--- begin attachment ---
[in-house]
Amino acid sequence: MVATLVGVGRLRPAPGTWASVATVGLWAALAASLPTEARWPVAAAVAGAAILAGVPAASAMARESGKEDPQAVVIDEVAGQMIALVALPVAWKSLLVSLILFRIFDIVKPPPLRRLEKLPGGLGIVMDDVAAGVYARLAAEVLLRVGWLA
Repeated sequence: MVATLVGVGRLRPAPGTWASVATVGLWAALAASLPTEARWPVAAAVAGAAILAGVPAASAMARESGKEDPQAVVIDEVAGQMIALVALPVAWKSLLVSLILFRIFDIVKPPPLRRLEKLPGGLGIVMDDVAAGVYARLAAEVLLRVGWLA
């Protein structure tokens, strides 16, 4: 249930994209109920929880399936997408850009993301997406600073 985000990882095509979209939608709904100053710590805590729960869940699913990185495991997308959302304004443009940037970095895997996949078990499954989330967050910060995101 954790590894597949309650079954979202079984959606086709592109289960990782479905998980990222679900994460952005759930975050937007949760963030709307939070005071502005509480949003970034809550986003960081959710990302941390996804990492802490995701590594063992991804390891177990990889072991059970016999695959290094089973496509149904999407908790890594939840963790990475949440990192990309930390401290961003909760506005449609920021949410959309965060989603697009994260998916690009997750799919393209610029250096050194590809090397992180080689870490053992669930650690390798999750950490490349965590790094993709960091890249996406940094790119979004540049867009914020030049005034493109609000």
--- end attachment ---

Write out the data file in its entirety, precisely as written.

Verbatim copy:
[in-house]
Amino acid sequence: MVATLVGVGRLRPAPGTWASVATVGLWAALAASLPTEARWPVAAAVAGAAILAGVPAASAMARESGKEDPQAVVIDEVAGQMIALVALPVAWKSLLVSLILFRIFDIVKPPPLRRLEKLPGGLGIVMDDVAAGVYARLAAEVLLRVGWLA
Repeated sequence: MVATLVGVGRLRPAPGTWASVATVGLWAALAASLPTEARWPVAAAVAGAAILAGVPAASAMARESGKEDPQAVVIDEVAGQMIALVALPVAWKSLLVSLILFRIFDIVKPPPLRRLEKLPGGLGIVMDDVAAGVYARLAAEVLLRVGWLA
């Protein structure tokens, strides 16, 4: 249930994209109920929880399936997408850009993301997406600073 985000990882095509979209939608709904100053710590805590729960869940699913990185495991997308959302304004443009940037970095895997996949078990499954989330967050910060995101 954790590894597949309650079954979202079984959606086709592109289960990782479905998980990222679900994460952005759930975050937007949760963030709307939070005071502005509480949003970034809550986003960081959710990302941390996804990492802490995701590594063992991804390891177990990889072991059970016999695959290094089973496509149904999407908790890594939840963790990475949440990192990309930390401290961003909760506005449609920021949410959309965060989603697009994260998916690009997750799919393209610029250096050194590809090397992180080689870490053992669930650690390798999750950490490349965590790094993709960091890249996406940094790119979004540049867009914020030049005034493109609000």